Similar to sole proprietorships, S corporations and partnerships are pass-through entities. That means that these companies don't pay federal income taxes directly—the owners do.
"If an S corporation or partnership with two equal shareholders makes a $10,000 donation to a qualified organization, each shareholder will receive a $5,000 deduction to take on their individual tax returns," says Allec.
In order to take advantage of such deductions, you must itemize them on your tax return.
Additional Benefits of Tax-Deductible Donations
The Slumber Yard reviews mattresses, and then donates some of them to local charities.
"It's rewarding to donate the mattresses, which are effectively brand new, to homeless shelters, foster homes and domestic violence centers," says Ross.
Taking advantage of charitable deductions can also increase employee morale and enhance your company's reputation, believes Allec.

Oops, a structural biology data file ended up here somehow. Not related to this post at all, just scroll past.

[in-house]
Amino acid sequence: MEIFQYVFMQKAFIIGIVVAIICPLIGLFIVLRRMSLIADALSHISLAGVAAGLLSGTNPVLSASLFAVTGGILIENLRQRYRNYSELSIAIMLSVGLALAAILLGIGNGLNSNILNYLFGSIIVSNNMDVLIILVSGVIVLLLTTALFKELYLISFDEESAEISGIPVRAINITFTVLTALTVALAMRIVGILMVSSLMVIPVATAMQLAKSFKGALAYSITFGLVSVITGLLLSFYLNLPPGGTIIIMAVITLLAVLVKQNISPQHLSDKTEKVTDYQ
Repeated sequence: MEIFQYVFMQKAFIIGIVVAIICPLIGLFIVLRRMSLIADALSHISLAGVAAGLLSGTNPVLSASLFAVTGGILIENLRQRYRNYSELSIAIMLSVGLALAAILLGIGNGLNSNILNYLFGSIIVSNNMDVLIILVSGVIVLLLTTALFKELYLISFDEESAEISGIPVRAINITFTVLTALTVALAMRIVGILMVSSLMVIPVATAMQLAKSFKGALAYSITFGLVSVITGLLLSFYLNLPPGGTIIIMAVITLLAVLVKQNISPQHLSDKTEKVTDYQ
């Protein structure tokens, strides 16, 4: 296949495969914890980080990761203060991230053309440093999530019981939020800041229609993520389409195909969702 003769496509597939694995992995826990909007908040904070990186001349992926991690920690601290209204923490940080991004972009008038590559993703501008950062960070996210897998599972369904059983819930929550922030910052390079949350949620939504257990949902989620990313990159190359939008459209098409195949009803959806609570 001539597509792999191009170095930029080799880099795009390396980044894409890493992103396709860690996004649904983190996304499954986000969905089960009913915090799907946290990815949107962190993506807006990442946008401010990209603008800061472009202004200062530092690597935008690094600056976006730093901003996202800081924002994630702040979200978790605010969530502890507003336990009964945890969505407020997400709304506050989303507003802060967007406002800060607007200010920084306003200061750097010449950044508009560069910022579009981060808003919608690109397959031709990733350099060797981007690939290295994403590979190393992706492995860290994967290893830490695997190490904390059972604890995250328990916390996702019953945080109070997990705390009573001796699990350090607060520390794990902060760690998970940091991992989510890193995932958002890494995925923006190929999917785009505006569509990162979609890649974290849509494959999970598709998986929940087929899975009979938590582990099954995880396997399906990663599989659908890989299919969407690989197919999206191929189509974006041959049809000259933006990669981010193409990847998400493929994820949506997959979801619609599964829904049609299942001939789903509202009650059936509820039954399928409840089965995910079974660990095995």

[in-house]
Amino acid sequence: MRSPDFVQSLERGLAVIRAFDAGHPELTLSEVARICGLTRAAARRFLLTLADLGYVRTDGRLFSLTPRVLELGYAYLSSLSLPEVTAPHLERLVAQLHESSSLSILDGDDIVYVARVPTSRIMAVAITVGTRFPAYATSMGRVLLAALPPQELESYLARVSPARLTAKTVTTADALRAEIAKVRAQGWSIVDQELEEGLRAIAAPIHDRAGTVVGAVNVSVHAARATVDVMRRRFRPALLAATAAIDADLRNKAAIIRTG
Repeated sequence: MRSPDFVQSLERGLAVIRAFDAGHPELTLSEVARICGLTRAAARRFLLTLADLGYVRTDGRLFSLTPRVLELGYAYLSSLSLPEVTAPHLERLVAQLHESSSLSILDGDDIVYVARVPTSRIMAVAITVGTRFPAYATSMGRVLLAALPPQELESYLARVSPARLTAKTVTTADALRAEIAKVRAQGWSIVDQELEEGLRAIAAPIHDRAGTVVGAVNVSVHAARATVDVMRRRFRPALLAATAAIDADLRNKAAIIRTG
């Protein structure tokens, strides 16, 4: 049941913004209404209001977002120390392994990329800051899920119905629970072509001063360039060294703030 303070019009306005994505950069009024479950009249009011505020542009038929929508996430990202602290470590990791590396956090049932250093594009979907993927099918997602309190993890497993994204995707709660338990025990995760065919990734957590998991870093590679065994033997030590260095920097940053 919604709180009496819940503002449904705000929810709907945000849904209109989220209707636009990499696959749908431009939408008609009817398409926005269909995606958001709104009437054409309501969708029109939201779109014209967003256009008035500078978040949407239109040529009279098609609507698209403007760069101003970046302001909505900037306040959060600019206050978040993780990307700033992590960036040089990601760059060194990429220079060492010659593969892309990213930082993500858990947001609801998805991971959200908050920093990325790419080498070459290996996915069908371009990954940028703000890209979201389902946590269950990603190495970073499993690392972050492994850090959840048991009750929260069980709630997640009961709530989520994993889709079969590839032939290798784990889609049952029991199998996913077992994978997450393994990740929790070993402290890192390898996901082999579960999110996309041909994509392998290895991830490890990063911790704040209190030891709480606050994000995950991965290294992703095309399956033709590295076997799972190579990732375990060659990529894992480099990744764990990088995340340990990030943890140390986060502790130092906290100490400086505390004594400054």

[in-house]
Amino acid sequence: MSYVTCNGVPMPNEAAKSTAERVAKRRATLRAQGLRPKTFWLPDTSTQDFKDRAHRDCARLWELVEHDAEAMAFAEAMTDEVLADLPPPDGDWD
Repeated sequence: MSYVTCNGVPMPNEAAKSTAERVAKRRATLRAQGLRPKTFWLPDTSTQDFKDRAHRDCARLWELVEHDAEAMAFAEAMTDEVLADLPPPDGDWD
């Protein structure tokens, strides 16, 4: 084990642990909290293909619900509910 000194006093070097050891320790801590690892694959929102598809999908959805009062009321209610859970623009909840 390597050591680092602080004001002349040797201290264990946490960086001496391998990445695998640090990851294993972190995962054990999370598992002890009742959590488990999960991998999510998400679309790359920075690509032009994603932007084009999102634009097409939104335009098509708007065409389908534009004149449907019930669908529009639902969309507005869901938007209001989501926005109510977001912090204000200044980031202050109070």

"Most people like working for and buying from companies that do good in the world," he says.
"Tax-deductible donations can enhance and further your business's mission," adds Murphy. "For instance, if you own a software company and diversification of your engineers is important to your business mission, you could offer grants to a local university's engineering program to fund scholarships to diverse students."
Types of Qualifying Charitable Donations
A wide variety of qualifying charitable deductions exist. Here are some of the ways you can donate.
"Cash gifts are the most common of the tax-deductible donations," says Allec. "Rather than giving a little bit of money to several different charities, many businesses prefer to choose a few charities that align with their corporate mission and give generously to them."
Matching contribution campaigns are an effective strategy for cash giving, adds Allec.
"For every dollar your employees give to a certain charity or foundation, your company could match their gift with another dollar," he says. "This can be an incredible way to get your employees on board with your corporate mission as well raise even more money for the charity of your business' choice."
Inventory, Equipment and Supplies
Your company can also get a charity tax deduction by donating old or unused inventory, equipment or supplies. For instance, you could potentially donate electronics, office supplies, clothing, personal care items, cleaning products and toys.